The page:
James: All objects are made of consciousness, and they are divided into two categories: the sentient and the insentient. The insentient, minerals, for example, do not have subtle bodies – reflectors that make them seem to be conscious. They are just consciousness vibrating at a very dense, slow frequency. The sentient – trees, animals and humans – have subtle bodies, which makes them seem to be conscious. Within the sentient category there are various degrees of sentiency depending on how complex the subtle body is. A human being is just the self with a subtle body under the spell of ignorance – the idea that it is conscious, limited and a doer.
Peter: In dealing with objects and where they are, you establish that an object can only be said to “there” if you are taking your reference point as being your own body. You then establish that the object in reality exists in your mind (in consciousness, awareness – which is the self) – so there is no distance between you and the object. You then draw a distinction between objects and consciousness, saying that objects depend on consciousness but consciousness does not depend on the object. To that point I think I follow the argument and am fine with it.
However, you then run an argument, coming from that, in which you say that the knowledge of the object is always true to the object. (You won’t see a cat if what is being seen is a pen.) So from this my question is, how does consciousness know what it is that it must be true to in the first place?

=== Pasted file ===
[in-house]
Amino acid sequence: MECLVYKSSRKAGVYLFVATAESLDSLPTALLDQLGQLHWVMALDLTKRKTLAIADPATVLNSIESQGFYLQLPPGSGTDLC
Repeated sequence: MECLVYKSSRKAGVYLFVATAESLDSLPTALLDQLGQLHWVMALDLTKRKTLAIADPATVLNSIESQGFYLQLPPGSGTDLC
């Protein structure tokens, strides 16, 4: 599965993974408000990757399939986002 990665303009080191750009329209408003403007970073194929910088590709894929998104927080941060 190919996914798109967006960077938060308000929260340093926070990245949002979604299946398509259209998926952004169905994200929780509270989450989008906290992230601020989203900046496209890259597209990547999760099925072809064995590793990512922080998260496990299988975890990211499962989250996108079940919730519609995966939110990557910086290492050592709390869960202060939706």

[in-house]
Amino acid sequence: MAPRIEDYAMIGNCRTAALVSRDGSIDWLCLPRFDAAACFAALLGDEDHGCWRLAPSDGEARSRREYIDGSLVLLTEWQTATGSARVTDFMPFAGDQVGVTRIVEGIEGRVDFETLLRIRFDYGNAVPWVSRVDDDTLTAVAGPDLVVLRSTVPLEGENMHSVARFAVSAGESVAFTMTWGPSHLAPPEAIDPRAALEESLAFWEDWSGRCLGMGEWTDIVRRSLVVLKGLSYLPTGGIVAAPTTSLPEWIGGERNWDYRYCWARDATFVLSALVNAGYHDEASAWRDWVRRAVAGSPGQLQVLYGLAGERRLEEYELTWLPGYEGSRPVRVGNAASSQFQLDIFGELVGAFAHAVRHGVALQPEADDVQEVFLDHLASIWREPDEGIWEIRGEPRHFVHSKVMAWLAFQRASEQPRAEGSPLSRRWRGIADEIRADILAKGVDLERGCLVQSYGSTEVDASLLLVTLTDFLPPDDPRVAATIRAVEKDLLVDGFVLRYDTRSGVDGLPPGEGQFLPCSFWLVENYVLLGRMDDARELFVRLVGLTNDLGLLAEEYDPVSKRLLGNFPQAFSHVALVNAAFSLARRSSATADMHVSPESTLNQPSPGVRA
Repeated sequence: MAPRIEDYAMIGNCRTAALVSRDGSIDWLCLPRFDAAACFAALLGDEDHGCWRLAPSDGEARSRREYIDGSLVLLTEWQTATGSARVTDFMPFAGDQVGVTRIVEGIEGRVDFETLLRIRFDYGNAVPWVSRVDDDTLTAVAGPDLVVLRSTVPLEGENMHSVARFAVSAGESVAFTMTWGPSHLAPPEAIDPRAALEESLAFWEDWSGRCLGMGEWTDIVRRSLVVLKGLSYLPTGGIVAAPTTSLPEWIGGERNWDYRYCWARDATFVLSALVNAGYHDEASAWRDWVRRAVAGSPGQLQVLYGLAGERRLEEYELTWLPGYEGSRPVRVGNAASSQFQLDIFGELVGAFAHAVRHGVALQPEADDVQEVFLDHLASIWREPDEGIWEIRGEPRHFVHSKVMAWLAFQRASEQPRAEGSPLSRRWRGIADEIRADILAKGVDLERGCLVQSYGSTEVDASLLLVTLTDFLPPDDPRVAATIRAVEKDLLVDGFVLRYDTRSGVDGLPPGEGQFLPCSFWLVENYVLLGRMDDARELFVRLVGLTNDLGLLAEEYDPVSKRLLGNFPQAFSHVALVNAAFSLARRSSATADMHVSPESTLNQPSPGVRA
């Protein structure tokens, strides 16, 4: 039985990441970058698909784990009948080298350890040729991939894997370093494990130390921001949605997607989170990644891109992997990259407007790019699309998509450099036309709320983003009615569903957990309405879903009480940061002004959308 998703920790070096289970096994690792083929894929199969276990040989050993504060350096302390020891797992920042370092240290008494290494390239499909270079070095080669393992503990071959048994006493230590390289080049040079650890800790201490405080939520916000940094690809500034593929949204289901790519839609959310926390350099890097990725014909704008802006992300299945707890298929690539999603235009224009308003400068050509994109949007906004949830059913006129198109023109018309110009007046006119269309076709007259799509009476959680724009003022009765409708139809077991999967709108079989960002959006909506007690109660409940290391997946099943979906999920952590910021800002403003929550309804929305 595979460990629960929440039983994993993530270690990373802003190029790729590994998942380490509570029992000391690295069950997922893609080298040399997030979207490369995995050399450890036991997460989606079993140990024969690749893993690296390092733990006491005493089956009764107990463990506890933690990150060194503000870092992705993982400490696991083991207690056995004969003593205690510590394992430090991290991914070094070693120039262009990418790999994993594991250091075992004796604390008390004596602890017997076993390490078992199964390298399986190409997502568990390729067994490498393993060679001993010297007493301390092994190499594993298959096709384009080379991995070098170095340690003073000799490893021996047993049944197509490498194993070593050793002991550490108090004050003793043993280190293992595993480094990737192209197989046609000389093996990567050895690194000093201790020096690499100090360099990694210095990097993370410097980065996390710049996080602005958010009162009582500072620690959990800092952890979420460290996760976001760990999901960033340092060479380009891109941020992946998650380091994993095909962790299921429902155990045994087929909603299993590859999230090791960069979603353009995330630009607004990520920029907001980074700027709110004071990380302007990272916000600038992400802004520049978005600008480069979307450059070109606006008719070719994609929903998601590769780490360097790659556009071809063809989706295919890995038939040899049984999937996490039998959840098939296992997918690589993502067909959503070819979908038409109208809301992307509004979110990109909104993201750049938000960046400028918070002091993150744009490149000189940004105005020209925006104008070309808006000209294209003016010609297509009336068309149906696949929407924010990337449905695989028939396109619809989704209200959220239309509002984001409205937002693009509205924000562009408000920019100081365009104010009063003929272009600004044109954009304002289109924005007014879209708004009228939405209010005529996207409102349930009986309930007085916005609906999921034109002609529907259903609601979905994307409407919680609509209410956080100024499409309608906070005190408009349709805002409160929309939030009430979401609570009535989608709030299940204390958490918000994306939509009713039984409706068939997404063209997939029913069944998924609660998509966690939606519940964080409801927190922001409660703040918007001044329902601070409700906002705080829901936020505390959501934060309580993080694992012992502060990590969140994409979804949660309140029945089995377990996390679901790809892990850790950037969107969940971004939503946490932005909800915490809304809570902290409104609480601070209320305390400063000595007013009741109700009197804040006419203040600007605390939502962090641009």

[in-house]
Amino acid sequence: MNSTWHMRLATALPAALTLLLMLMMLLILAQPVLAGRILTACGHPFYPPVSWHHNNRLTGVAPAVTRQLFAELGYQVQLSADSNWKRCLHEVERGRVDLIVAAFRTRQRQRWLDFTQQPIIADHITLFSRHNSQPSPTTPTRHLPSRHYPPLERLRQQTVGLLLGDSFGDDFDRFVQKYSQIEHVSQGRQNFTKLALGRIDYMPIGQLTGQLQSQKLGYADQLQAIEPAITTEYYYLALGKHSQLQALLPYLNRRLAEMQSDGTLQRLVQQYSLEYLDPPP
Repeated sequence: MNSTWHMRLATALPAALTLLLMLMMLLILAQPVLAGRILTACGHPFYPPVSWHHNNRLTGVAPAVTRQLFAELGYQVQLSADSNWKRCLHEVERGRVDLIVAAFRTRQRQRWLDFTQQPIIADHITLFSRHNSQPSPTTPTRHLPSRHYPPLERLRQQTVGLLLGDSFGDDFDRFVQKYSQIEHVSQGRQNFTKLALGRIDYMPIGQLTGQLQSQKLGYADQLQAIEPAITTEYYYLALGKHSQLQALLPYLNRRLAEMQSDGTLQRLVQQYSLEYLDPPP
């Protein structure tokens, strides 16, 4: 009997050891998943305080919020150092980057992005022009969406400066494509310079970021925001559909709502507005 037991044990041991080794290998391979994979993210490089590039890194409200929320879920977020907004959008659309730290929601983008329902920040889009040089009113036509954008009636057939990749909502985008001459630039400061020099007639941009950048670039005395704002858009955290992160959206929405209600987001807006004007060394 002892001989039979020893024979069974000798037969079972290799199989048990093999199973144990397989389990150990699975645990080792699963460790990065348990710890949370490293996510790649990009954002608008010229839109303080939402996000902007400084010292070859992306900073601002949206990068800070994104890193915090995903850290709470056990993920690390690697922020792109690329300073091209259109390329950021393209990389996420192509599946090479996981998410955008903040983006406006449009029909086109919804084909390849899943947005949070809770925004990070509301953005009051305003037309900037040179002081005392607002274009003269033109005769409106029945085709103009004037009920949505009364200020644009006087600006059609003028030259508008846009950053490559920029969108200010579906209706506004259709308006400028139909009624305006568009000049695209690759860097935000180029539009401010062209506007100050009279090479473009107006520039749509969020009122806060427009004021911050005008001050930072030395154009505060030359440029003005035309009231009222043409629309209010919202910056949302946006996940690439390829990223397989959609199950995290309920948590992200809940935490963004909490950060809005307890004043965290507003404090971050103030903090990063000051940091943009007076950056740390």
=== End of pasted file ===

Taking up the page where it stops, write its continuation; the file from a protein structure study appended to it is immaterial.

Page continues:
To me it sounds like objects have some inherent existential quality in their own right that predetermines what it is that consciousness will be true to in presenting the object.
(Another way of putting that would be to say that object-existence is in fact precursory to consciousness. And coming from there, that consciousness arises and reveals objects is just happenstance – the object exists anyway irrespective of whether consciousness is around or not. There is also a subtle suggestion that consciousness is to some extent dependent on the object, at least inasmuch as the object “sets the agenda” for what consciousness will present.) I hope I’ve expressed this well enough for you see what the question is – obviously I’m confused around this area/issue – I don’t even know how to frame this question properly.
James: Are objects there because I see them or do I see them because they are there? Are they created out of consciousness or does conscious arise out of them?